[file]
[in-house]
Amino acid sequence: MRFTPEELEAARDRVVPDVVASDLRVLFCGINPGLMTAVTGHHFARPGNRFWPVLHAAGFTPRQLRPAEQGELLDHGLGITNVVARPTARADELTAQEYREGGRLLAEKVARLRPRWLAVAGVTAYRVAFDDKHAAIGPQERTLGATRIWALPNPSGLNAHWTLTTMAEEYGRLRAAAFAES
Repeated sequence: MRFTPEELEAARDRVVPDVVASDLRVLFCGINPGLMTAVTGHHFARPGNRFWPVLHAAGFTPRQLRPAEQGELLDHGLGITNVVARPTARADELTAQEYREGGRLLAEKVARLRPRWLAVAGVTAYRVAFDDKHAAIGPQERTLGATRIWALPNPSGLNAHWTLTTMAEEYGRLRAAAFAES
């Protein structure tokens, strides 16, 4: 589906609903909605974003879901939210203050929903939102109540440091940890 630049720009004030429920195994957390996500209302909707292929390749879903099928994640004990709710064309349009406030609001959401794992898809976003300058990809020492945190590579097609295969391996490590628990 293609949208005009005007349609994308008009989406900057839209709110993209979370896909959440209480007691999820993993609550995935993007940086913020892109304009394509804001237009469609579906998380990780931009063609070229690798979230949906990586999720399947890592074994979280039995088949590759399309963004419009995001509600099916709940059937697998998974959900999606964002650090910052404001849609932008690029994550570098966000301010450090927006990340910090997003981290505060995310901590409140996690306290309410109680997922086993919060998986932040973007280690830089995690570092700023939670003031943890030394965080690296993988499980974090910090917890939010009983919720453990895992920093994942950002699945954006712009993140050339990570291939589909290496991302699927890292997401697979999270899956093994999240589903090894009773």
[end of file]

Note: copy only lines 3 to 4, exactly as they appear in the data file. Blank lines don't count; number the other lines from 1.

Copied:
Repeated sequence: MRFTPEELEAARDRVVPDVVASDLRVLFCGINPGLMTAVTGHHFARPGNRFWPVLHAAGFTPRQLRPAEQGELLDHGLGITNVVARPTARADELTAQEYREGGRLLAEKVARLRPRWLAVAGVTAYRVAFDDKHAAIGPQERTLGATRIWALPNPSGLNAHWTLTTMAEEYGRLRAAAFAES
């Protein structure tokens, strides 16, 4: 589906609903909605974003879901939210203050929903939102109540440091940890 630049720009004030429920195994957390996500209302909707292929390749879903099928994640004990709710064309349009406030609001959401794992898809976003300058990809020492945190590579097609295969391996490590628990 293609949208005009005007349609994308008009989406900057839209709110993209979370896909959440209480007691999820993993609550995935993007940086913020892109304009394509804001237009469609579906998380990780931009063609070229690798979230949906990586999720399947890592074994979280039995088949590759399309963004419009995001509600099916709940059937697998998974959900999606964002650090910052404001849609932008690029994550570098966000301010450090927006990340910090997003981290505060995310901590409140996690306290309410109680997922086993919060998986932040973007280690830089995690570092700023939670003031943890030394965080690296993988499980974090910090917890939010009983919720453990895992920093994942950002699945954006712009993140050339990570291939589909290496991302699927890292997401697979999270899956093994999240589903090894009773």